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Catching Up With Betty Menkin, President Congregation Beth David

Q: How long have you been a member?

A: 33 years

Q: What do you think it’s like to walk into Congregation Beth David for the first time?

A: Well, a couple of weeks ago as I was greeting people at the front door, I jokingly said: “Would you like to know about our specials today?  We have the traditional service in the main sanctuary, Rabbi Alpert is leading an alternative service in the chapel, we have a meditation service in the studio, or we have the youth congregation and tot Shabbat going on in the school wing.”

Q: It’s a smorgasburg!   Would you say our congregation is more experimental?

A: It’s the openness to innovation, the openness to finding different niches for people who have different ways of connecting, and always looking to find additional ways for people to fit in.

Q: How does this openness impact your job as President of Congregation Beth David?

A: I think the most important thing for me is finding that balance between treasuring our long-term members – our core participants – and also being open and innovative with a sense of adaptability and hospitality to attract new participants, whether it’s young families or just people who are Jewish but not just doing anything about it.  I want us to be a center of Jewish engagement in Silicon Valley.

Q: What’s it like being synagogue president?

A: I’m half way through my two-year term and I am almost moved to tears of gratitude with the feeling that people have been willing to help and they’ve got my back and will pitch in.  There are so many people who have the best interests of the synagogue at heart and will do whatever they can to help me help the shul.

Q: What has been your most meaningful experience at Congregation Beth David so far?

A: It was a long time ago but I think my second daughter’s Bat Mitzvah is still a high point because it taught me the real, deep meaning of the word kvell (i.e. Yiddish for when you well-up with joy at seeing your children excel).  Not that it’s not what is done now, but the way she was welcomed to lead all parts of the service, even the ones that were traditionally off limits for a Bat Mitzvah was very meaningful. So long as she was interested in learning new sections of the Torah, she was given both the trust and opportunity.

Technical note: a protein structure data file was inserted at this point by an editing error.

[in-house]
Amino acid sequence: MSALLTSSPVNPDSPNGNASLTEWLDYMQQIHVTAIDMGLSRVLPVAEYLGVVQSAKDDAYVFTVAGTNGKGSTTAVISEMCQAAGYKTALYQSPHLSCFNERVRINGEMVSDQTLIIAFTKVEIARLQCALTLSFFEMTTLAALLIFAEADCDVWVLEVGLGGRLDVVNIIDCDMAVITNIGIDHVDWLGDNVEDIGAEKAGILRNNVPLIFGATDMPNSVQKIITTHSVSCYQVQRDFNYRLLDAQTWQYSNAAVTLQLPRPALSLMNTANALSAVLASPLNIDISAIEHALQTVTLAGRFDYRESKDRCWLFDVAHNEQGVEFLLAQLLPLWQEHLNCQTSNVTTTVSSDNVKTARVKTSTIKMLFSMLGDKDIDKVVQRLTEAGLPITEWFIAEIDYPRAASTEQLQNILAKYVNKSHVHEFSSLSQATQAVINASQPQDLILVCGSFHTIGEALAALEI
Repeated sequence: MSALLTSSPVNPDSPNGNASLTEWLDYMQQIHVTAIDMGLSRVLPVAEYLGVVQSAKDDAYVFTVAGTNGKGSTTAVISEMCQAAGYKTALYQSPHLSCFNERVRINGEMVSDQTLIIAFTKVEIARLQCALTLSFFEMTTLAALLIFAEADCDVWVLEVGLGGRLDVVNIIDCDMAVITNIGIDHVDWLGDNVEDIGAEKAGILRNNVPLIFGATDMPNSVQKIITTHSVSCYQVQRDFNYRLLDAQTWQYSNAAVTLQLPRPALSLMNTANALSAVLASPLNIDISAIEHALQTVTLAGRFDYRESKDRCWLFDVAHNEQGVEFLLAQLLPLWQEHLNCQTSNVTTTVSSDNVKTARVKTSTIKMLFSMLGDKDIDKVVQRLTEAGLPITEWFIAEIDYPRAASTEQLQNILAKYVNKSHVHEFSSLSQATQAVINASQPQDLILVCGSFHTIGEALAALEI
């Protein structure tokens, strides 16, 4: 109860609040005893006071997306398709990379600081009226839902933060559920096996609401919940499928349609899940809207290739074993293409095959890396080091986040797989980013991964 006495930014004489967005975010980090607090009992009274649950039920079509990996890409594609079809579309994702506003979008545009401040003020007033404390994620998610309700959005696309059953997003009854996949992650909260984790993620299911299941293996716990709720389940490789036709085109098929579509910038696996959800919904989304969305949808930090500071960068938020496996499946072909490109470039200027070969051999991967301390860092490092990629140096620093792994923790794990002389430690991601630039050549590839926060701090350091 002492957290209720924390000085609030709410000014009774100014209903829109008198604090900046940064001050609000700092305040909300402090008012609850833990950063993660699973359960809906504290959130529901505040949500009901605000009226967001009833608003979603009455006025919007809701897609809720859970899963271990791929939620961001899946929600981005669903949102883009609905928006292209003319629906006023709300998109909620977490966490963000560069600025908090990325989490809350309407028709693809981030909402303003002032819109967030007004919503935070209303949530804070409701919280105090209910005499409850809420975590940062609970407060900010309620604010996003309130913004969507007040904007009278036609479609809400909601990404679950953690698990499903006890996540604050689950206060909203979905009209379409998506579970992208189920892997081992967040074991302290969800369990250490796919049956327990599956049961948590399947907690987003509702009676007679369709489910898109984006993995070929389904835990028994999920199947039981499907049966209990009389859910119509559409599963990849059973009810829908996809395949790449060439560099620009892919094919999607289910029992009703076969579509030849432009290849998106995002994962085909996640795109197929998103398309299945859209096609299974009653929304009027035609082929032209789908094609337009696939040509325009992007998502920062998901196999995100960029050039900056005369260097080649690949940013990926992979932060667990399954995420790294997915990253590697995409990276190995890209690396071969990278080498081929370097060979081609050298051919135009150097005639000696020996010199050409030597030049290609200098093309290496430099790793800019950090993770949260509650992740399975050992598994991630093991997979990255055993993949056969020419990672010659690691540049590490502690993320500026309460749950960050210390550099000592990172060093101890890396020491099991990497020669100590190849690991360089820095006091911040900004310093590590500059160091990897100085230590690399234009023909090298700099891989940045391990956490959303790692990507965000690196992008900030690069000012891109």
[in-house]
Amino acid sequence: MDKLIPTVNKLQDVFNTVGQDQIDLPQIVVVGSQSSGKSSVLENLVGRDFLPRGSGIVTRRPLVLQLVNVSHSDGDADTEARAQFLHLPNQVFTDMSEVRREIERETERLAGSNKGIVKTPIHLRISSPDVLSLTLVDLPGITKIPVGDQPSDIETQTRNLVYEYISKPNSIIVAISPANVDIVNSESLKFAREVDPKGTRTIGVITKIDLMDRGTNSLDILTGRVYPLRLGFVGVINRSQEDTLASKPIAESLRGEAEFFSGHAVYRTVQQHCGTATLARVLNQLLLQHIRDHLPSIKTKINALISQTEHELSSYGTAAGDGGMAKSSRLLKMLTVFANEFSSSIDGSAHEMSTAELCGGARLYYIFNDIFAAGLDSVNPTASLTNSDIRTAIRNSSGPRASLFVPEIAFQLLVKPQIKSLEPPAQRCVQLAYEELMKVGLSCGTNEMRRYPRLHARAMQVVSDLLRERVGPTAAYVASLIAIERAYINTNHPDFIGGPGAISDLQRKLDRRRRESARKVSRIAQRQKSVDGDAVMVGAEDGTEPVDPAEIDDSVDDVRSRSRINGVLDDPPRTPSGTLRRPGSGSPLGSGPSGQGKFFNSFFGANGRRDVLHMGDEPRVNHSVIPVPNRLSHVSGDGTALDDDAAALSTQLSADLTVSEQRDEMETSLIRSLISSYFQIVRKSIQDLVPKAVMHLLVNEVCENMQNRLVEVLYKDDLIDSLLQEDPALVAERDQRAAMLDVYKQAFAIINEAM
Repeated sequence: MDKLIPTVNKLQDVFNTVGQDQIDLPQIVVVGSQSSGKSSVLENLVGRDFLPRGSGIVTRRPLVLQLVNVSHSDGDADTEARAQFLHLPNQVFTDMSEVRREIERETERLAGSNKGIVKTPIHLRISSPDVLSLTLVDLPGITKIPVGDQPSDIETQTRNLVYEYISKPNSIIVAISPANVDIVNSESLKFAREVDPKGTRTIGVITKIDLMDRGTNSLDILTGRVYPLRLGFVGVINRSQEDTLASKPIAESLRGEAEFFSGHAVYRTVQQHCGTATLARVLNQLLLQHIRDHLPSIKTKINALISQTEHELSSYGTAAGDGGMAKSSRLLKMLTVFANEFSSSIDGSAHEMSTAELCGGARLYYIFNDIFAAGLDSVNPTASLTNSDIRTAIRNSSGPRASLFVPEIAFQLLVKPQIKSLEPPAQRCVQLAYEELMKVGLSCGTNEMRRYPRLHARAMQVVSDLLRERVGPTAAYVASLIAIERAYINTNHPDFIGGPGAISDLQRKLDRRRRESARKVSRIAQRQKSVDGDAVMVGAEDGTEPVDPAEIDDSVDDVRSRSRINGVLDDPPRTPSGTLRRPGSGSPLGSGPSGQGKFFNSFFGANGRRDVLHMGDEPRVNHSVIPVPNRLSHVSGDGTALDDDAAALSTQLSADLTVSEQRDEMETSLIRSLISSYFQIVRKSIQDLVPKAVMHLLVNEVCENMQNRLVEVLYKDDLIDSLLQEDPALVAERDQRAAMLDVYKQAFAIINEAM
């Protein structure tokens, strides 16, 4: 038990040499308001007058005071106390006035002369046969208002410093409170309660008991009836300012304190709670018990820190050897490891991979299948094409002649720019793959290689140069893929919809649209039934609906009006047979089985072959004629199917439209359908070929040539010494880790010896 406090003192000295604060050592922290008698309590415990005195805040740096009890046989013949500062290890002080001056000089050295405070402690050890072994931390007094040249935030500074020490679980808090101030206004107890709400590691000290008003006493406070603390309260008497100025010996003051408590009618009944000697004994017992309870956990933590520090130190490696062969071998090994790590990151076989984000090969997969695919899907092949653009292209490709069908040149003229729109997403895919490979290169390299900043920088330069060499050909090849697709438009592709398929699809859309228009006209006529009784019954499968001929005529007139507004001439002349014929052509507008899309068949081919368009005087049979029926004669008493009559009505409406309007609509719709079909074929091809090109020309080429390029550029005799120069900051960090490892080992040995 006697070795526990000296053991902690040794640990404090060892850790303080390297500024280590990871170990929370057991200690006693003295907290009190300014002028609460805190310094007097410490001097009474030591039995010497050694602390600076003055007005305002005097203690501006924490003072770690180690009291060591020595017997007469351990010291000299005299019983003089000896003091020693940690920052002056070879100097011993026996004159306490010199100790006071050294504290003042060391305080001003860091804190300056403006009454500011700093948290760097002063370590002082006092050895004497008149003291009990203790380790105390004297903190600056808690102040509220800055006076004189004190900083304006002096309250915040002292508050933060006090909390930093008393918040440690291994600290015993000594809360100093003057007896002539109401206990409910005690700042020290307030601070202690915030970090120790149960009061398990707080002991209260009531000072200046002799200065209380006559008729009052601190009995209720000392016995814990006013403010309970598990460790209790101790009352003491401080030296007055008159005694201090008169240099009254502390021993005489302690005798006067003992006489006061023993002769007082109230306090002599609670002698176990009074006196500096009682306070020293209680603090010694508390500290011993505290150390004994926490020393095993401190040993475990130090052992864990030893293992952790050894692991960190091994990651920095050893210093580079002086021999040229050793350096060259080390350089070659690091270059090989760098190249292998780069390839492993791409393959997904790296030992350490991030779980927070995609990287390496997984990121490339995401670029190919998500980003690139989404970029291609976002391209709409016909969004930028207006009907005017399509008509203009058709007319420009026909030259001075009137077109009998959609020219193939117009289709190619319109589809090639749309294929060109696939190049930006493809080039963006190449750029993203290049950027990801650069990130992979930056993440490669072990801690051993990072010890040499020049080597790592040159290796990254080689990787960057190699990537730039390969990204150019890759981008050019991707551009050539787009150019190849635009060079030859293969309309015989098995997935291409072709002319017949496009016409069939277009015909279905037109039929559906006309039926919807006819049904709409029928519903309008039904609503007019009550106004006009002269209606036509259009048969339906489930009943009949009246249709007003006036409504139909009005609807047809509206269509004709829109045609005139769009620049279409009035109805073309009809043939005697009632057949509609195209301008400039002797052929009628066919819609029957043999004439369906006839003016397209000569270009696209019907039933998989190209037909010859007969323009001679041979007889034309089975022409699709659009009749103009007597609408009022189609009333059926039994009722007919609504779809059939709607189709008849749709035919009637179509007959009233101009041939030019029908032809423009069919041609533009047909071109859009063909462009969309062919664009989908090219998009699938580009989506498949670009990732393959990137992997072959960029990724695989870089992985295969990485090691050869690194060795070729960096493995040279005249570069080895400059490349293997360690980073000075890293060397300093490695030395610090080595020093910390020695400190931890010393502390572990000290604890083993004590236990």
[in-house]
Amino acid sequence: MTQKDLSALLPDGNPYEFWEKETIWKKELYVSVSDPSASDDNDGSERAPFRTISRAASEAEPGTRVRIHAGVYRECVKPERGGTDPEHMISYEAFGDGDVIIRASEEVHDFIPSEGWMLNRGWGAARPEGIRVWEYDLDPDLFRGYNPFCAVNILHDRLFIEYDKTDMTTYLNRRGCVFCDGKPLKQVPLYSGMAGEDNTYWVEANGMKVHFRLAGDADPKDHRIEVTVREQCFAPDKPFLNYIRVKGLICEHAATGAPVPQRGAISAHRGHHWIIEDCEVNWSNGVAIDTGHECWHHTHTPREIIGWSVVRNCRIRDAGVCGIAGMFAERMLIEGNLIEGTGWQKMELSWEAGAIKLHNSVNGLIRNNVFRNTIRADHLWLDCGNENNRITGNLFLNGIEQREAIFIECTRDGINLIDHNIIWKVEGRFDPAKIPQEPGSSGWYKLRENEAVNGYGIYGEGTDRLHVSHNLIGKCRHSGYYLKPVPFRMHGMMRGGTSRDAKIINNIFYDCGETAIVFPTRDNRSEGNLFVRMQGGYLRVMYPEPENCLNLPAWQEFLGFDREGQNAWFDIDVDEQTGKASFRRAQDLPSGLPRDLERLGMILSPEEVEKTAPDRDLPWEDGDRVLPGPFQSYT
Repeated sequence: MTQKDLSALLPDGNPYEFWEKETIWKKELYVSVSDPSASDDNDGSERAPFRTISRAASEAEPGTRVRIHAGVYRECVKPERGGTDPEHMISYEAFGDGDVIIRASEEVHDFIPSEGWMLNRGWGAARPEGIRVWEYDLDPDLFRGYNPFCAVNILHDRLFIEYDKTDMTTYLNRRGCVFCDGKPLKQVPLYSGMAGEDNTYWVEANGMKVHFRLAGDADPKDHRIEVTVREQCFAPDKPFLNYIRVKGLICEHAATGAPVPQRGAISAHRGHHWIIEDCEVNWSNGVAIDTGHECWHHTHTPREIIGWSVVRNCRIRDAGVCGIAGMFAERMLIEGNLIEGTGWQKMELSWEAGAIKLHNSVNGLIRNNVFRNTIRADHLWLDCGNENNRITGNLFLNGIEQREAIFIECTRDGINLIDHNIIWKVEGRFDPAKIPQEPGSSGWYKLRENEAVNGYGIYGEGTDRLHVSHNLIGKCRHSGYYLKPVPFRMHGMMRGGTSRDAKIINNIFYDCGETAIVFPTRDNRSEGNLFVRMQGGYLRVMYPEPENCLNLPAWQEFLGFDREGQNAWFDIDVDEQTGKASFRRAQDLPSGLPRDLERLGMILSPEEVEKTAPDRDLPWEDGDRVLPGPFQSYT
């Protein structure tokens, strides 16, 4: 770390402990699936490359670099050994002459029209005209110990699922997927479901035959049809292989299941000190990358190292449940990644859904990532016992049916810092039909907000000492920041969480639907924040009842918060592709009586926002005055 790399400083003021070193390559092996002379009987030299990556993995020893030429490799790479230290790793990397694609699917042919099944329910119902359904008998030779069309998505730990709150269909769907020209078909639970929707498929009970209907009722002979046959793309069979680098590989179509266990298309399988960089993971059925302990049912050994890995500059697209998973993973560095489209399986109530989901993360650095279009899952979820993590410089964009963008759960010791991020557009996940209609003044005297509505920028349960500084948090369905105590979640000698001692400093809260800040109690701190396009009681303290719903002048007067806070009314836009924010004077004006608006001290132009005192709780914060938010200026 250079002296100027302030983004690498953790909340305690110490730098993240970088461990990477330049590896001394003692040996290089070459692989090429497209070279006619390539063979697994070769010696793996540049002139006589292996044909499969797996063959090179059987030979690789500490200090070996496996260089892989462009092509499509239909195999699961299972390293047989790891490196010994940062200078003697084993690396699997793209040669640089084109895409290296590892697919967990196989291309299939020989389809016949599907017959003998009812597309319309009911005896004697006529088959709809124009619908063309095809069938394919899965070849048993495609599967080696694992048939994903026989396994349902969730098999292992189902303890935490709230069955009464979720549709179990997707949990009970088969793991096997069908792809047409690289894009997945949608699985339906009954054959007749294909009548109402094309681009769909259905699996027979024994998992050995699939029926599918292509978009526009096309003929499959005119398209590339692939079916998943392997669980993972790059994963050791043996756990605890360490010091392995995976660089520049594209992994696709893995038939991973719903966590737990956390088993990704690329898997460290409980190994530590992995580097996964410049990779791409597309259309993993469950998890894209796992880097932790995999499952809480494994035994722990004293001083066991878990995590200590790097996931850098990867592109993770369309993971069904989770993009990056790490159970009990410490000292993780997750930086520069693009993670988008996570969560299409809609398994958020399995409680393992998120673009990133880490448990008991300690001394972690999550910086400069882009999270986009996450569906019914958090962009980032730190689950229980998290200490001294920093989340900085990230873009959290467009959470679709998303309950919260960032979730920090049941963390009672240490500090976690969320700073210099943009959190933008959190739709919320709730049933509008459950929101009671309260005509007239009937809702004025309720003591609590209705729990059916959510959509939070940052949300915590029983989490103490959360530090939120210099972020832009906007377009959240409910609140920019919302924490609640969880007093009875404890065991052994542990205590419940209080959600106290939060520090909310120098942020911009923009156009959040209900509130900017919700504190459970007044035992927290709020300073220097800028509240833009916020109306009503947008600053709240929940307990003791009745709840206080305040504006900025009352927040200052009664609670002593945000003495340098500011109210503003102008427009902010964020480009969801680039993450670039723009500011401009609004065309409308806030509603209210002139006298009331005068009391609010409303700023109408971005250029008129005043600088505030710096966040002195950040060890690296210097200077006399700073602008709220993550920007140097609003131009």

Q: I hear you’re a retired MD and ended your career as a hospice doctor.  What sort of skills do you bring from these careers into what you’re doing right now as President?

A: Being a hospice doctor, I was often dealing with families and there were a lot of difficult emotional reactions to unfortunate circumstances.  And I think that every congregation deals with stuff that you didn’t expect and didn’t want to have to deal with and there are high emotions. You have to deal with these emotions before we can start dealing with the facts or the logistics or the plans.  Sitting with your emotions is often the term that’s used in hospice. I can’t fix it but I can accompany you when you’re in that space.

Q: What’s your passion now, now that you’ve retired.

A: Well my favorite job in retirement is puppy raising. In fact, I was just deciding whether I’d do my next President’s column about the dogs.  The congregants at Shabbat services are really good at helping me train the puppy to focus on me.

Q: Do you participate in a program?

A:  Yep, the Canine Companions for Independence program provides free-of-charge, highly trained service dogs for people with disabilities other than blindness.  And the dogs are from their own breeding program, which has gone on for thirty years. The organization is also engaged in collaborative research with several different academic centers concerning animal behavior to optimize the success of the dogs that come out of the breeding program.  

We’re now on puppy number four and the other three are already graduated.  It’s a pretty good record since graduation rates are around fifty percent.

Q: So, maybe it’s you?

A: Well it’s luck of the draw.  It’s my job to see “what’s there” and work with it – kind of like members of the board.  You see what their talents and aptitudes are and, within the spectrum of their abilities, you see what you can do to optimize and make best use of those talents and abilities.  And perhaps adapting to the personality traits that are maybe a little more challenging and keep them from getting in the way.

As told to Congregation Beth David member Mike Diamond.